A person acts knowingly with respect to the nature ofhis/herconduct or the attendant circumstances ifhe/sheis aware thathis/herconduct is of that nature, or that such circumstances exist, orhe/sheis aware of a high probability of their existence.A defendant acts knowingly with respect to a result ofhis/herconduct if defendant is aware that it is practically certain thathis/herconduct will cause such a result.[5]Thus, for you to find that defendant acted knowingly, you must be satisfied beyond a reasonable doubt that defendant knew whathe/shewas doing and that defendant was aware that the nature ofhis/herconduct and the attendant circumstances were such as to make it practically certain that defendants conduct would(damage, deface, etc., researchproperty)used by(name of research facility)[or, in the alternative]would cause physical disruption to the functioning of(name of research facility).

A person acts recklessly whenhe/sheconsciously disregards a substantial and unjustifiable risk.A conscious disregard requires that defendant actually be aware of the risk, but thathe/sheignores it anyway.The risk must be of such a nature and degree that, considering the nature and purpose of defendants conduct and the circumstances known tohim/her, its disregard involves a gross deviation from the standard of conduct that a reasonable person would observe in the same situation.[6]In other words, for you to find that defendant acted recklessly, you must be satisfied beyond a reasonable doubt that defendant was aware of and disregarded a substantial and unjustifiable risk thathis/herconduct would(damage, deface, etc., research property)used by(name of research facility)[or, in the alternative]would cause physical disruption to the functioning of(name of research facility).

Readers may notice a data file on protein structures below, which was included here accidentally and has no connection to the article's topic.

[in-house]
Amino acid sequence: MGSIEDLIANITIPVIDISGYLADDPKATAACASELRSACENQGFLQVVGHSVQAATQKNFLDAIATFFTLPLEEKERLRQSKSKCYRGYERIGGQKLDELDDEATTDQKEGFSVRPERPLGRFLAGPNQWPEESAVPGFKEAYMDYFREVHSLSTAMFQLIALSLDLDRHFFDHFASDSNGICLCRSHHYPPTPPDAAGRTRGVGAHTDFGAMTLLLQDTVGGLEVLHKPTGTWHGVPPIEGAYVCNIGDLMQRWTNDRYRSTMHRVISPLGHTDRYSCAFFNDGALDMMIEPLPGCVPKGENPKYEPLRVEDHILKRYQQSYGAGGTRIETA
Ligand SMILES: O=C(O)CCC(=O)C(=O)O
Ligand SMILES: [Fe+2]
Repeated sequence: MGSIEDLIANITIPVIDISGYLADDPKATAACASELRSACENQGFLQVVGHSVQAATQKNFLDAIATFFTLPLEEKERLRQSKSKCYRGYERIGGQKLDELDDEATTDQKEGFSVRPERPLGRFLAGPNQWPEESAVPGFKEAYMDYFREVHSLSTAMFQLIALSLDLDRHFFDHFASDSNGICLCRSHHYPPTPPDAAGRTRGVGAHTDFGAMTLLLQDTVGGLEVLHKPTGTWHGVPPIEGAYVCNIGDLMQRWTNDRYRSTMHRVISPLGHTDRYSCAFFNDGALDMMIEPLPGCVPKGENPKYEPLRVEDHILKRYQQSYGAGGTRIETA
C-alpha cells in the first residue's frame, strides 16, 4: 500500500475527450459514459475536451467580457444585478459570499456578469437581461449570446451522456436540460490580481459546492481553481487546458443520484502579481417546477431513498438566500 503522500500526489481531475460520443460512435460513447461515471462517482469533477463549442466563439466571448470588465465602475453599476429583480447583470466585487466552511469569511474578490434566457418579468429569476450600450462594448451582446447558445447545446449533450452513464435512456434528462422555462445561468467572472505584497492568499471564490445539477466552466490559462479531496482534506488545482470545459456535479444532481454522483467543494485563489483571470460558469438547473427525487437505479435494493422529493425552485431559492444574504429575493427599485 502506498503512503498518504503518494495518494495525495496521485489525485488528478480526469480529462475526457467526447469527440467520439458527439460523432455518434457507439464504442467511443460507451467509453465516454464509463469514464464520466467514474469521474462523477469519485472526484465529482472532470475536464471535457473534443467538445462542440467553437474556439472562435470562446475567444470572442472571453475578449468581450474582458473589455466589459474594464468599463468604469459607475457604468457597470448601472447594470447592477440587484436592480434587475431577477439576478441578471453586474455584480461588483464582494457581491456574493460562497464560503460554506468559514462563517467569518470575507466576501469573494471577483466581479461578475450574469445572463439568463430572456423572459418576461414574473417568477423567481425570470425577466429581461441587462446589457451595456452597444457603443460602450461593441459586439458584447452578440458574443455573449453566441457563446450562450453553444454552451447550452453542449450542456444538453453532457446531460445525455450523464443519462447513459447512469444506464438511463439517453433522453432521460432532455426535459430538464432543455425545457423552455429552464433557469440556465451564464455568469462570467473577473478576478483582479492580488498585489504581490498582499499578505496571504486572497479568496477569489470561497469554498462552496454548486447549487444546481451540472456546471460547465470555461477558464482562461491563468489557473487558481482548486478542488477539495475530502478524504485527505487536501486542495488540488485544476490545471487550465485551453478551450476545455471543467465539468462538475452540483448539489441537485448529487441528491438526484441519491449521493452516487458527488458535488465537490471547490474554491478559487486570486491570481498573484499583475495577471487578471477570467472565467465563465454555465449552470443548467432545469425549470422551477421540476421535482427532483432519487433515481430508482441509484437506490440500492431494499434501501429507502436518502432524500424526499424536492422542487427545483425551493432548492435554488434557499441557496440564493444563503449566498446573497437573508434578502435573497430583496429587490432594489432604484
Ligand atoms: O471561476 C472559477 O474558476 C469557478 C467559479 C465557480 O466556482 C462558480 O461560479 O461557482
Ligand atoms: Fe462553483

You should understand that purpose, knowledge and recklessness are conditions of the mind.They cannot be seen.They can only be determined by inferences from conduct, words or acts.Therefore, it is not necessary for the State to produce witnesses to testify that defendant stated, for example, thathe/sheacted purposely, knowingly or recklessly whenhe/shedid a particular thing.It is within your power to find that proof of purpose, knowledge or recklessness has been furnished beyond a reasonable doubt by inferences which may arise from the nature of the acts and the surrounding circumstances.The place where the acts occurred and all that was done or said by defendant preceding, connected with, and immediately succeeding the events in question are among the circumstances to be considered.

If you find that the State has failed to prove beyond a reasonable doubt every element of the offense, you must find defendant not guilty.But if you determine that the State has proved beyond a reasonable doubt every element of criminal mischief as have been explained to you, you must find defendant guilty of that offense.



[1]N.J.S.A. 2C:17-3b(3) provides two ways in which this form of criminal mischief can be committed.It can occur if defendant (1) damages, defaces, eradicates, alters, receives, releases or causes the loss of any research property used by a research facility or (2) if defendant otherwise causes physical disruption of the functioning of a research facility.Both of the above are third degree offenses irrespective of the amount of the pecuniary loss suffered by the research facility.

[2]SeeN.J.S.A. 2C:1-14p.

[3]SeeN.J.S.A. 2C:17-3b(3).

[4]SeeN.J.S.A. 2C:2-2b(1).

[5]SeeN.J.S.A. 2C:2-2b(2).

[6]SeeN.J.S.A. 2C:2-2b(3).